FTC Orders GPM to Return Five Stores to Corrigan Oil Co.

The decision comes one year after GPM took ownership of the Express Stop chain.
Arko Family of Community Brands logo and GPM logo

RICHMOND, Va. — The Federal Trade Commission (FTC) directed GPM Investments LLC to amend its acquisition agreement for Express Stop convenience stores.

As part of the FTC's decision, GPM and its parent company ARKO Corp. are required to give five c-stores/gas stations back to Corrigan Oil Co. in several local Michigan markets. The swap must be completed by June 28.

The order comes 13 months after GPM took ownership of the 60-store chain as part of its deal with Corrigan.

"As part of their $94-million acquisition of Corrigan assets, ARKO and GPM insisted on a sweeping agreement not to compete covering more than 190 GPM locations in Michigan and Ohio, many of which are completely unrelated to the transaction," said Holly Vedova, director of the Bureau of Competition. "By keeping Corrigan from competing to sell gasoline and diesel to consumers in these markets, the agreement not to compete harmed customers who otherwise could benefit from this competition."

Richmond-based GPM operates or supplies fuel and convenience stores in 33 states and Washington, D.C. Corrigan is a Michigan-based family-owned business that supplies wholesale and retail fuel to convenience stores. 

The complaint alleges that as originally proposed, the agreement not to compete that ARKO and GPM required Corrigan to sign as part of the acquisition harmed customers in local retail gasoline and retail diesel fuel markets throughout Michigan and Ohio.

Corrigan was required not to compete not only in the 60 local markets where ARKO and GPM acquired Express Stop stores, but also in many other markets, according to the FTC.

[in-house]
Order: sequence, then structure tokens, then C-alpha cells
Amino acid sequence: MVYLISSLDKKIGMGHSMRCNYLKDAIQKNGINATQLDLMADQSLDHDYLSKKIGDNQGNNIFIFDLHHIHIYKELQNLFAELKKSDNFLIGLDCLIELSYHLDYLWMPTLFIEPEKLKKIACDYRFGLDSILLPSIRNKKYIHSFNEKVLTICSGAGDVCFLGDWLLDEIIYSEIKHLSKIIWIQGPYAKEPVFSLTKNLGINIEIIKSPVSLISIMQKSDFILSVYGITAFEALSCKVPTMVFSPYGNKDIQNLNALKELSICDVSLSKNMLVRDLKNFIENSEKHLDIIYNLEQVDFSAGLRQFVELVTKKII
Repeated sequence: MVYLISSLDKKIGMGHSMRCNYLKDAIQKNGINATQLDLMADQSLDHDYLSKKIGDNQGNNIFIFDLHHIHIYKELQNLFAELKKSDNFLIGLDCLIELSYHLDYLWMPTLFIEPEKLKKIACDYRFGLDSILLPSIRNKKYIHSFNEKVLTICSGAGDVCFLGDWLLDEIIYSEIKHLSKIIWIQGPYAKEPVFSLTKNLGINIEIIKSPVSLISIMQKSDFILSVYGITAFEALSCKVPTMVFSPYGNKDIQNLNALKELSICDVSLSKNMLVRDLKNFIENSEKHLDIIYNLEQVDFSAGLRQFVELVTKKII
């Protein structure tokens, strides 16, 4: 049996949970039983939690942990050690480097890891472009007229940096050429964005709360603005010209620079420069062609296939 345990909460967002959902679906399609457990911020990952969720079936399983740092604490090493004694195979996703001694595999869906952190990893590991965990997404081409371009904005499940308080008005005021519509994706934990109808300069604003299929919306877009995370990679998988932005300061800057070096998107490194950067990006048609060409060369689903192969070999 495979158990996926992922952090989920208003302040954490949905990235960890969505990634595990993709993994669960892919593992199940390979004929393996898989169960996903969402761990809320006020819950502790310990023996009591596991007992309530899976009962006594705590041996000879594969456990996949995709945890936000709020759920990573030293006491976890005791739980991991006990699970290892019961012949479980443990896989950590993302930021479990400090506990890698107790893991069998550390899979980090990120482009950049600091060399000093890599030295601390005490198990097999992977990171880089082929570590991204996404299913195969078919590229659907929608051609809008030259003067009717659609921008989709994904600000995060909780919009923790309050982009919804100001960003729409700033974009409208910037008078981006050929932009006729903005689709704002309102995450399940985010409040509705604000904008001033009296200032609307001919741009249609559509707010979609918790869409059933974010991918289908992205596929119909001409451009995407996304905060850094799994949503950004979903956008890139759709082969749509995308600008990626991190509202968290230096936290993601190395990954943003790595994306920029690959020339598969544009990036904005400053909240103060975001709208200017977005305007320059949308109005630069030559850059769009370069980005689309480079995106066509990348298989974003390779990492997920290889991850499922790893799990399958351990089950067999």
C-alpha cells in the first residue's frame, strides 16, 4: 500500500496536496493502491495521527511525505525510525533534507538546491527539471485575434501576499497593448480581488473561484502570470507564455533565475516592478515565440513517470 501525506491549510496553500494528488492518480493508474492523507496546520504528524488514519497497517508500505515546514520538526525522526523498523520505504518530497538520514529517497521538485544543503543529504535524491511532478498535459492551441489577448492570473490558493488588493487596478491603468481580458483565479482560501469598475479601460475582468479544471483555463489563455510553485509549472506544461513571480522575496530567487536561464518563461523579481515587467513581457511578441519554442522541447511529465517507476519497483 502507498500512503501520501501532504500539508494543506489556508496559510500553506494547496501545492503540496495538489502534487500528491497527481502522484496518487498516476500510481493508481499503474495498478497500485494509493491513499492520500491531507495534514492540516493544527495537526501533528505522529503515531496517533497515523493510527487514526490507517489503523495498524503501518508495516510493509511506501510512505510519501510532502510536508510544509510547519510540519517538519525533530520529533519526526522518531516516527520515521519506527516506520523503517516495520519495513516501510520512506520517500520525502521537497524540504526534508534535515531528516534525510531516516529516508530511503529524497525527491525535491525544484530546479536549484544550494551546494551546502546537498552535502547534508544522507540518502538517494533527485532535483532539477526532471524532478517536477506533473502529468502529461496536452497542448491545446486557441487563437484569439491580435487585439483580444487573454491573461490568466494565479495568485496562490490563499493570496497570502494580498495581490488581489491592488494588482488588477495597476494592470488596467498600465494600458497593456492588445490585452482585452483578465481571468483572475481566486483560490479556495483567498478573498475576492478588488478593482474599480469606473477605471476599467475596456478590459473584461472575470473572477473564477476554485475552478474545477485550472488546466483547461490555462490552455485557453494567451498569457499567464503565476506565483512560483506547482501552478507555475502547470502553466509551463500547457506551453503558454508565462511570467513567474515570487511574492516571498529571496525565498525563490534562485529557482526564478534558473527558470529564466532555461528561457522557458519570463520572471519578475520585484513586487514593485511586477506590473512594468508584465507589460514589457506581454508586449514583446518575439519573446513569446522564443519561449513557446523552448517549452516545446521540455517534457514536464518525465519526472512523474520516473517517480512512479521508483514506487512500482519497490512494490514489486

The complaint also alleges that, even in those 60 markets, the noncompete agreement was unreasonably overbroad in geographic scope and longer than reasonably necessary to protect a legitimate business interest.

According to the complaint, the acquisition also harmed competition in five local Michigan markets for the retail sale of gasoline and, in one of those markets, for sale of diesel fuel. In each market — including two in Saginaw, and one each in Chesaning, Mt. Morris and Mason — the acquisition reduced the independent market participants to two or fewer.

The proposed order settling the FTC's complaint against ARKO and GPM requires them to:

  • Amend the agreement not to compete to only apply to the retail fuel businesses acquired by GPM, excluding the five locations to be returned to Corrigan;
  • Limit the terms of the agreement not to compete in these markets to no broader than three years in duration and no more than three miles from each Express Stop location;
  • Obtain prior approval from the commission before acquiring retail fuel assets within a three-mile driving distance of any of the returned locations for 10 years;
  • Not enter into, or enforce, any agreement not to compete related to acquisitions of a retail business that restricts competition solely around a retail fuel business already owned or operated by GPM; and
  • Notify third parties subject to similar agreements not to compete of GPM's obligations under the order.